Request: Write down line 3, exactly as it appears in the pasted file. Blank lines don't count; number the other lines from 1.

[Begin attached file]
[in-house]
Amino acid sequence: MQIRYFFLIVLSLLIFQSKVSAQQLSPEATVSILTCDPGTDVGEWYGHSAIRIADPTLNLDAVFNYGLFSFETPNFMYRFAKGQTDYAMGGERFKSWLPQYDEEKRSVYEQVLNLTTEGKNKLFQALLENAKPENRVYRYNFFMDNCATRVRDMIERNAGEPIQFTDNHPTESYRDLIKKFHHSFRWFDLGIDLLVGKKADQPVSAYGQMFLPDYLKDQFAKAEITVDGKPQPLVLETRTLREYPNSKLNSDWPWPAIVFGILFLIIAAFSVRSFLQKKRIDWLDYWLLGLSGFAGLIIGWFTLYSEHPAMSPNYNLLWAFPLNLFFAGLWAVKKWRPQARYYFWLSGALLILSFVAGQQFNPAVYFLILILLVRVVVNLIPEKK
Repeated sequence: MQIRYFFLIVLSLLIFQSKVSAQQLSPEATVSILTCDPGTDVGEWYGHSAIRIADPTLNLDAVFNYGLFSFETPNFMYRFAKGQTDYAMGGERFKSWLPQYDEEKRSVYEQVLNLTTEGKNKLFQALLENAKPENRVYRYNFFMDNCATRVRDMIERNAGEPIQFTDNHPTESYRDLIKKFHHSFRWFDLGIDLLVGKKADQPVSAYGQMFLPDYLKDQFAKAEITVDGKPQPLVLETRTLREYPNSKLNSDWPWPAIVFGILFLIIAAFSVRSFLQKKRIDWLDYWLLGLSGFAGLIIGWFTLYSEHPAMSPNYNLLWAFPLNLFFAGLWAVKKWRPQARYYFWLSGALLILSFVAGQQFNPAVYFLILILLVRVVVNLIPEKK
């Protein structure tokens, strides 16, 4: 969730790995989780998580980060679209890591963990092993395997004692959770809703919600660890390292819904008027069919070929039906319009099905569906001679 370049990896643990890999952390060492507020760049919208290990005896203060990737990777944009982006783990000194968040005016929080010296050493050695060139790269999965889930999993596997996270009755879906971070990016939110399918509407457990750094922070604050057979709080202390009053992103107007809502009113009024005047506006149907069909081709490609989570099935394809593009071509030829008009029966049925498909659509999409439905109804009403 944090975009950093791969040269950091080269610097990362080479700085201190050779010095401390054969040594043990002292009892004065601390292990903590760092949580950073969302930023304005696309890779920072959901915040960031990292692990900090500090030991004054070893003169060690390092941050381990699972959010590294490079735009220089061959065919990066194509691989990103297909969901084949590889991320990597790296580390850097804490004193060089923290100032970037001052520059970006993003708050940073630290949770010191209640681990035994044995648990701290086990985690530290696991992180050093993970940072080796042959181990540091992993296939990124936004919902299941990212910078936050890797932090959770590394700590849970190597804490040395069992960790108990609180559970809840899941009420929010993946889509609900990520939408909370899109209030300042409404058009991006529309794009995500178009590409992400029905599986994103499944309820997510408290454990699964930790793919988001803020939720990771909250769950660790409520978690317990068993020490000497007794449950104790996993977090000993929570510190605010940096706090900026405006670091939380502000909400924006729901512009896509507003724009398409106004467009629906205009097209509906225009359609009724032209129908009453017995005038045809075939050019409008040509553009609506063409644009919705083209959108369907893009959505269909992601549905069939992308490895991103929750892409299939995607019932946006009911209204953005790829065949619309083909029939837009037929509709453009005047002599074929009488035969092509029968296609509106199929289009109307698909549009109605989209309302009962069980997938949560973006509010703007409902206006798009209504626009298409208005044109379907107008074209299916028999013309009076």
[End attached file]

Repeated sequence: MQIRYFFLIVLSLLIFQSKVSAQQLSPEATVSILTCDPGTDVGEWYGHSAIRIADPTLNLDAVFNYGLFSFETPNFMYRFAKGQTDYAMGGERFKSWLPQYDEEKRSVYEQVLNLTTEGKNKLFQALLENAKPENRVYRYNFFMDNCATRVRDMIERNAGEPIQFTDNHPTESYRDLIKKFHHSFRWFDLGIDLLVGKKADQPVSAYGQMFLPDYLKDQFAKAEITVDGKPQPLVLETRTLREYPNSKLNSDWPWPAIVFGILFLIIAAFSVRSFLQKKRIDWLDYWLLGLSGFAGLIIGWFTLYSEHPAMSPNYNLLWAFPLNLFFAGLWAVKKWRPQARYYFWLSGALLILSFVAGQQFNPAVYFLILILLVRVVVNLIPEKK